PEOPLE in a south American desert have evolved to detoxify potentially deadly arsenic that laces their water supply.
For settlers in the Quebrada Camarones region of Chile’s Atacama desert some 7000 years ago, water posed more than a bit of a problem. They were living in the world’s driest non-polar desert, and several of their most readily available water sources, such as rivers and wells, had high levels of arsenic, which can cause a variety of health problems.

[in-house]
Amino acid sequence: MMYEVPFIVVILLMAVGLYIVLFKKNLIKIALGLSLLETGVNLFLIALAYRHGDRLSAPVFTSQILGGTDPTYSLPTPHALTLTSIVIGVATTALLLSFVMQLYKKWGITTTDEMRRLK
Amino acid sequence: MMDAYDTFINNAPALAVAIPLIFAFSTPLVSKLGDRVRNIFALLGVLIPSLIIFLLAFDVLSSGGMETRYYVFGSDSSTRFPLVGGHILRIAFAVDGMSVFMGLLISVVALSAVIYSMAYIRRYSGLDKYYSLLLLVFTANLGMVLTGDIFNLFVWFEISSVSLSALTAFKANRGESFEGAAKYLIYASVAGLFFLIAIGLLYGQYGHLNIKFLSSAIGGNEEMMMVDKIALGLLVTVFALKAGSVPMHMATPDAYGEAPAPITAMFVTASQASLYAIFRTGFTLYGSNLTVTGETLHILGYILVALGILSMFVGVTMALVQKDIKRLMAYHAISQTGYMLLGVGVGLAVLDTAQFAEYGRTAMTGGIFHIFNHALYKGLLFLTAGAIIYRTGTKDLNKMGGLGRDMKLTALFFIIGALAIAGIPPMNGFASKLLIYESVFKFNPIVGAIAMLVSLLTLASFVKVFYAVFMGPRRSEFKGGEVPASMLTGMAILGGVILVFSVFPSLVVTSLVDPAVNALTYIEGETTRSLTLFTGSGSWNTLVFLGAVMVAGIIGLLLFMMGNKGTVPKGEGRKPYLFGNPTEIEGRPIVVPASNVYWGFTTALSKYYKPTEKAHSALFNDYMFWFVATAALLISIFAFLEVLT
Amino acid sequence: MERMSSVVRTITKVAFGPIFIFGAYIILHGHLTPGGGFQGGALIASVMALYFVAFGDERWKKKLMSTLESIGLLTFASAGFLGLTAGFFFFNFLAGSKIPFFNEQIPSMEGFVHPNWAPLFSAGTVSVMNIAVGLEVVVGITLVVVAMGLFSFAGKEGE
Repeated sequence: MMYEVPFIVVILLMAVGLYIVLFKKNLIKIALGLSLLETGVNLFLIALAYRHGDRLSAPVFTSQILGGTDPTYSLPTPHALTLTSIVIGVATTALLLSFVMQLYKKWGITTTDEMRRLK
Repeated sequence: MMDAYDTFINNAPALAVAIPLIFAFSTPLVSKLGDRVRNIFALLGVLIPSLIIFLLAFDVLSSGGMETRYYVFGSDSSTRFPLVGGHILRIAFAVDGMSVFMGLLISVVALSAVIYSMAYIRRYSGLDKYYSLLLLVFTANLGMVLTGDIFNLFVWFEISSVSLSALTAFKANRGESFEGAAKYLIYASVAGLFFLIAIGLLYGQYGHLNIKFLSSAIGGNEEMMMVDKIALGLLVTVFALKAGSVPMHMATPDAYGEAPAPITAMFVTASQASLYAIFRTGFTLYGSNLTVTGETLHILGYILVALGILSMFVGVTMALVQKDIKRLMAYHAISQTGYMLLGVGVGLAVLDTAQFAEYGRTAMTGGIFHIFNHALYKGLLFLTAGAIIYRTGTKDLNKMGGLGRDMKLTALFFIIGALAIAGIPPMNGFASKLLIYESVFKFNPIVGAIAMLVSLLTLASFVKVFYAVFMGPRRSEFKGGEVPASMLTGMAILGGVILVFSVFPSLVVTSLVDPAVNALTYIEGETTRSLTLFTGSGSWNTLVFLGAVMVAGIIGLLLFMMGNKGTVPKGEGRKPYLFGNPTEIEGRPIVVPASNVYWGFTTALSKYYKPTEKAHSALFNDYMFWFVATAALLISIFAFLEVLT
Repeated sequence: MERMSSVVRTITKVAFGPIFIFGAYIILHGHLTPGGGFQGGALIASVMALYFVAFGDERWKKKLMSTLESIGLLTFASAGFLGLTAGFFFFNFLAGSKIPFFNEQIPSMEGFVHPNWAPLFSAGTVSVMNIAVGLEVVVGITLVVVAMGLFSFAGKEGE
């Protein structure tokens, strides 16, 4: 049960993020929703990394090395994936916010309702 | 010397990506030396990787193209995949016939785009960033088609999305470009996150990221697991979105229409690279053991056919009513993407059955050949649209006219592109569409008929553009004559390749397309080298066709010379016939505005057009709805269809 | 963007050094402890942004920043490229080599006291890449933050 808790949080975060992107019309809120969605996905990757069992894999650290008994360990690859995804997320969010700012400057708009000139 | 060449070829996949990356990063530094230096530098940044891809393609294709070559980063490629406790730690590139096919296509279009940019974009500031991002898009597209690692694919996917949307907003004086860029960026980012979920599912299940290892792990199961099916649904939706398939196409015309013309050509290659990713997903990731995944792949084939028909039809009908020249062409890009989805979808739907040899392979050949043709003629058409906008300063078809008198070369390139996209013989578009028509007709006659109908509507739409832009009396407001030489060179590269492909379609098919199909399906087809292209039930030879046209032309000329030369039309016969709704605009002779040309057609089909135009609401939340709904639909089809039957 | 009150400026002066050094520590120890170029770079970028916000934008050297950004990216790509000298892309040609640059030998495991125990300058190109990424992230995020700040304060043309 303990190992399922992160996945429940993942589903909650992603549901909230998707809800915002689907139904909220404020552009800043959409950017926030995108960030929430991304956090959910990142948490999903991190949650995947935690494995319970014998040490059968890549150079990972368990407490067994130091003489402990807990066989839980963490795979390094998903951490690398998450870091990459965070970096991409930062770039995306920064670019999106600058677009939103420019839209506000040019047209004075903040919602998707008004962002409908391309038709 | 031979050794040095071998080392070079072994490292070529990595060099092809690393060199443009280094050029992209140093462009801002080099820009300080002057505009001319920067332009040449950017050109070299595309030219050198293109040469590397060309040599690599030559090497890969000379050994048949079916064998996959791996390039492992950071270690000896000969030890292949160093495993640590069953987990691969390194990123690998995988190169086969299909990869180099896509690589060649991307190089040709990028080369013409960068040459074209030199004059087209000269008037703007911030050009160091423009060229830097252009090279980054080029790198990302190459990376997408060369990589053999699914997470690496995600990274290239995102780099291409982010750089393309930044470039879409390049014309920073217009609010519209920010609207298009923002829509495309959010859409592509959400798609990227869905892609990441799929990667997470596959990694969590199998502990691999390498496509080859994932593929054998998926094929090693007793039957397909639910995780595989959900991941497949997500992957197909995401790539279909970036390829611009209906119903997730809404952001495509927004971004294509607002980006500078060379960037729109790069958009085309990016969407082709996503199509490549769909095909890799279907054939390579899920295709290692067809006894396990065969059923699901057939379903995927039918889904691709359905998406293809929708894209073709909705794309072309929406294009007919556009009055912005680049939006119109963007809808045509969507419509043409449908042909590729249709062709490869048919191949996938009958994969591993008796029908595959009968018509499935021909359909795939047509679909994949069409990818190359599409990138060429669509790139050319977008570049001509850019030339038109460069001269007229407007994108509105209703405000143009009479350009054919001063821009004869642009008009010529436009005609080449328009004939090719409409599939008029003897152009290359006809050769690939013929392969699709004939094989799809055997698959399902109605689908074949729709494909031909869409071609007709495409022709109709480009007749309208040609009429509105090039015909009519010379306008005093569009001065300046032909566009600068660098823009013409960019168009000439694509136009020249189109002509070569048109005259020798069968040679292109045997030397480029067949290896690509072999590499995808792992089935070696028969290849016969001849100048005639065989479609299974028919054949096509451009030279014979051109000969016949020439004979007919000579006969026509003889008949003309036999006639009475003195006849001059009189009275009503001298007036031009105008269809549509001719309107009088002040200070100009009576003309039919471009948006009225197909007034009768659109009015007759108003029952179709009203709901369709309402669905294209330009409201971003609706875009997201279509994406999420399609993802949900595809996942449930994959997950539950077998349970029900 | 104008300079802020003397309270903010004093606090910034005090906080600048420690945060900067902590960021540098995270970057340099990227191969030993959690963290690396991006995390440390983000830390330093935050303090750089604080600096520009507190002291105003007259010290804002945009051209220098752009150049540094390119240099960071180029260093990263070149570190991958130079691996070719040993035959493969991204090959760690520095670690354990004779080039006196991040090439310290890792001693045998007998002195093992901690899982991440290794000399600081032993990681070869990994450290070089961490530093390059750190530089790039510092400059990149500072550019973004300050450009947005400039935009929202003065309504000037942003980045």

The arsenic contamination here exceeds 1 milligram per litre: the highest levels in the Americas, and over 100 times the World Health Organization’s safe limits. There are virtually no alternative water sources, and yet, somehow, people have survived in the area. Could it be that arsenic’s negative effects on human health, such as inducing miscarriages, acted as a natural selection pressure that made this population evolve adaptations to it? A new study suggests this is indeed so.
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